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New Law Regarding Filing a Notice to Appeal in the California Courts

November 9, 2022 Attorneys,Blog,Personal injury

By Eric Ganci

Garg v. Garg, filed 9/7/22.

In the California Court systems, you may have the ability to file an appeal. But the appeal must be filed timely, or else it may be barred. This 9/7/22 Court of Appeal decision Garg v. Garg address new law regarding filing a notice to appeal.

To start, generally per California Rules of Court, Rule 8.104: “a notice of appeal must be filed on or before the earliest of:

(A)  60 days after the superior court clerk serves on the party filing the notice of appeal a document entitled “Notice of Entry” of judgment or a filed-endorsed copy of the judgment, showing the date either was served;

(B)  60 days after the party filing the notice of appeal serves or is served by a party with a document entitled “Notice of Entry” of judgment or a filed-endorsed copy of the judgment, accompanied by proof of service; or

(C)  180 days after entry of judgment.

Id., at subsection (a)(1).

Also generally, Parties may be able to file a request to extend the above deadlines per California Rules of Court, Rule 8.108.

If you do not file the appeal nor the request to extend the timeline to appeal, “[s]uch facts typically doom a civil appeal.”

 

What happened in Garb?:

Appellants opposed dismissal arguing “they made a timely attempt to electronically file the notice of appeal.”

Quoting Garb: With the advent of electronic filing, two rules of court were enacted that arguably shelter (some) tardy notices of appeal from the jurisdictional deadline:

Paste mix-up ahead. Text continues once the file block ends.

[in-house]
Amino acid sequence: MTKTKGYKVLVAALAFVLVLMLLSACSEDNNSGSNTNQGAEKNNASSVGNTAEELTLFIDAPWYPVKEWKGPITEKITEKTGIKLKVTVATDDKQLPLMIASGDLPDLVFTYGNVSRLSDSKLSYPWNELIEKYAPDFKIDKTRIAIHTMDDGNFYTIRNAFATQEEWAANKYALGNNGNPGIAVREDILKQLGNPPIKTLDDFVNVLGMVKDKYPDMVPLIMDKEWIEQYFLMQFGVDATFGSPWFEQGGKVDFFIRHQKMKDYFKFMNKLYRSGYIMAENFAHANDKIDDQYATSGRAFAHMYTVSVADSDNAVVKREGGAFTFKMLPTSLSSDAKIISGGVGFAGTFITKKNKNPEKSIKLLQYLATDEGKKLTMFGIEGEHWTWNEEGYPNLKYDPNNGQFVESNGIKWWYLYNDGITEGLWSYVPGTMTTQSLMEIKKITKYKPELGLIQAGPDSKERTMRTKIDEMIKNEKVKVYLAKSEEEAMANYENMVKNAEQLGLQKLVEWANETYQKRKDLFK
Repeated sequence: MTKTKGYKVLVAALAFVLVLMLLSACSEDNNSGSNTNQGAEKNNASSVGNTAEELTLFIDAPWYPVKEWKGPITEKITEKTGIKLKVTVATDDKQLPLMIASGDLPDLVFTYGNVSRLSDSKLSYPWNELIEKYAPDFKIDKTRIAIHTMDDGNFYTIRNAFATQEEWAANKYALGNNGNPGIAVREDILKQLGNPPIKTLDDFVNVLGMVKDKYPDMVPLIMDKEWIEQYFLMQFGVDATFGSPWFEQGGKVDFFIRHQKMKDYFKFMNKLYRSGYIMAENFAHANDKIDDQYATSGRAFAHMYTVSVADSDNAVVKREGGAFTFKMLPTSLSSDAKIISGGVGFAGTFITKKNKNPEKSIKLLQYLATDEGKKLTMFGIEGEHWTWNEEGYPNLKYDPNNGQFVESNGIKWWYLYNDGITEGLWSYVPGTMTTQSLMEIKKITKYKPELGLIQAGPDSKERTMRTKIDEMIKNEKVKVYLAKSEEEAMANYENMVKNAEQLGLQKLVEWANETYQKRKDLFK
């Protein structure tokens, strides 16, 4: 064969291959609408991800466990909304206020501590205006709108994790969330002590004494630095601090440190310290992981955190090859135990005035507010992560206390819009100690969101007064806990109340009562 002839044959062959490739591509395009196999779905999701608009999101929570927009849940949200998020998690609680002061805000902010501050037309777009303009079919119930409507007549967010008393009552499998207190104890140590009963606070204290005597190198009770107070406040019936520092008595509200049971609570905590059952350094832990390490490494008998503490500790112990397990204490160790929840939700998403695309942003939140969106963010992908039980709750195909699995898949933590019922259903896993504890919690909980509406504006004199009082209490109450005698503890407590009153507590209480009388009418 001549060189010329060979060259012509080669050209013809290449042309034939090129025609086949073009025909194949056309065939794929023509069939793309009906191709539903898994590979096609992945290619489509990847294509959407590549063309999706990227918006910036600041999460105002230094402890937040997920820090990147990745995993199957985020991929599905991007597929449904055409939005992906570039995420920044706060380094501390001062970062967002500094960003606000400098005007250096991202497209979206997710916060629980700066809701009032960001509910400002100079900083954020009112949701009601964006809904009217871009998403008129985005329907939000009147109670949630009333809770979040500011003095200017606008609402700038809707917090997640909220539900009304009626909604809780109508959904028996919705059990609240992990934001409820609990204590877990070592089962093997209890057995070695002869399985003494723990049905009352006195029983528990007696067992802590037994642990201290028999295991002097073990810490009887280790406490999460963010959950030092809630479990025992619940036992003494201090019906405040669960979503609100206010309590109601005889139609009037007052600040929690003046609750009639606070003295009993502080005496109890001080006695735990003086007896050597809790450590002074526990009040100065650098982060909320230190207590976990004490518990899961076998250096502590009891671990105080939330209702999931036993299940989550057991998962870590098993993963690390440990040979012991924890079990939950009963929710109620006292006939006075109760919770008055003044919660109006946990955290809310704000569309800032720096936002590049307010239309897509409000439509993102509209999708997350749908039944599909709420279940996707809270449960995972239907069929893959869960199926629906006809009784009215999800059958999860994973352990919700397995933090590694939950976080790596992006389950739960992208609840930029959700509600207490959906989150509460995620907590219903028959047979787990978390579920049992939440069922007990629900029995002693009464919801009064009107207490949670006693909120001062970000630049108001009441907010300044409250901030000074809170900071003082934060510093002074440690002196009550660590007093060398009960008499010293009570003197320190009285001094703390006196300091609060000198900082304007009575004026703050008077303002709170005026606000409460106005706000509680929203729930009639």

[California Rules of Court] Rules 2.259(c): “If a technical problem with a court’s electronic filing system prevents the court from accepting an electronic filing … the court must deem the document as filed on that day”]; and

[California Rules of Court] 8.77(d): if “good cause” is shown based on “a failure at any point in the electronic transmission and receipt of a document, … the court may enter an order permitting the document to be filed nunc pro tunc”].

 

What are the issues in Garb?:

Garb addresses several issues regarding Rules 2.259(c) and 8.77(d)never decided per our Courts. The issues and the Courts holdings here are:

(1) does either (or both) rule [California Rules of Court, rules 2.259(c), 8.77(d)] apply to notices of appeal;

(2) if so, which court (i.e., the trial court or the court of appeal) determines whether relief is provided to the appellant;

(3) what burden of proof applies to factual determinations under the applicable rule or rules; and

(4) does the evidence in this case justify providing relief under the applicable rule or rules?

 

So, addressing and answering each question, the Court here holds:

(1) Does either (or both) rule [California Rules of Court, rules 2.259(c), 8.77(d)] apply to notices of appeal:

“[B]oth rules potentially apply to a notice of appeal, but only rule 8.77(d) is invoked by appellants[.]”

 

(2) If so, which court (i.e., the trial court or the court of appeal) determines whether relief is provided to the appellant;

“[A] motion under rule 8.77(d) must be filed in the appellate court[.]”

 

(3) What burden of proof applies to factual determinations under the applicable rule or rules?

“[A] party seeking relief under rule 8.77(d) must demonstrate “good cause,” which includes a preponderance of the evidence that an attempt to electronically file the document was made prior to the expiration of the deadline and that diligence was shown in promptly filing the notice of appeal after the failed attempt[.]”

 

(4) Does the evidence in this case justify providing relief under the applicable rule or rules?

“[A]ppellants have not met that standard in this case.”

 

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